BOOK TEN: 1812
21. CHAPTER XXI
"Burdino, isn't it?" said the officer, turning to his companion.
"Borodino," the other corrected him.
The officer, evidently glad of an opportunity for a talk, moved up
"Are those our men there?" Pierre inquired.
"Yes, and there, further on, are the French," said the officer.
"There they are, there... you can see them."
"Where? Where?" asked Pierre.
"One can see them with the naked eye... Why, there!"
The officer pointed with his hand to the smoke visible on the left
beyond the river, and the same stern and serious expression that
Pierre had noticed on many of the faces he had met came into his face.
"Ah, those are the French! And over there?..." Pierre pointed to a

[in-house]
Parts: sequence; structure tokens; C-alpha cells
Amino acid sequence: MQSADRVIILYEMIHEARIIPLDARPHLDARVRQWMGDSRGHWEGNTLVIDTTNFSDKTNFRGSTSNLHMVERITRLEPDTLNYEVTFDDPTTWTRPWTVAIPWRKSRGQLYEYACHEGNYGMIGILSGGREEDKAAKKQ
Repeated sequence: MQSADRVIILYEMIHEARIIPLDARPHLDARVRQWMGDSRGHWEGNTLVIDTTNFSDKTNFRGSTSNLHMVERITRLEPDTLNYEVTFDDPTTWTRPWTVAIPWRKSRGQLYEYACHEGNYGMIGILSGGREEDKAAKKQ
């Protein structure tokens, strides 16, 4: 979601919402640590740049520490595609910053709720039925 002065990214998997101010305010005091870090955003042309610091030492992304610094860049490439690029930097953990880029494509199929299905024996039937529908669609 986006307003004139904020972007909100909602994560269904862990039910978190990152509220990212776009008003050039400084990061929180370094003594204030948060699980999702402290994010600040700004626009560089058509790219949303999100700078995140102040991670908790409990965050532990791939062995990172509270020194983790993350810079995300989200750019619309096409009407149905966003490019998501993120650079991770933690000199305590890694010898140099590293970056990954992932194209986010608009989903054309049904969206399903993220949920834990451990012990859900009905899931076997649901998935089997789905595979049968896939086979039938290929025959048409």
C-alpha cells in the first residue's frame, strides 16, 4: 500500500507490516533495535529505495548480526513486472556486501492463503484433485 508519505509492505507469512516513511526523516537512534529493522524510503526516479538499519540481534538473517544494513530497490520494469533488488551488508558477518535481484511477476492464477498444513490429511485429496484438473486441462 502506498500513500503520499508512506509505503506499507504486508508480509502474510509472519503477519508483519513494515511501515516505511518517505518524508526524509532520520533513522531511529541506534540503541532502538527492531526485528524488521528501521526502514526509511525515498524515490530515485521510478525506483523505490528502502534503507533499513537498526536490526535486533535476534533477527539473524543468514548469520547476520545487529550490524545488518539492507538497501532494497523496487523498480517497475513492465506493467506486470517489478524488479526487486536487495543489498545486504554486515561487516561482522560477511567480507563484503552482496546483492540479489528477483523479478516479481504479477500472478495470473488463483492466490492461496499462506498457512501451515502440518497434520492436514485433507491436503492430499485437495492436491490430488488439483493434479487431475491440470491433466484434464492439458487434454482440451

knoll on the left, near which some troops could be seen.
"Those are ours."
"Ah, ours! And there?..." Pierre pointed to another knoll in the
distance with a big tree on it, near a village that lay in a hollow
where also some campfires were smoking and something black was
"That's his again," said the officer. (It was the Shevardino
Redoubt.) "It was ours yesterday, but now it is his."
"Then how about our position?"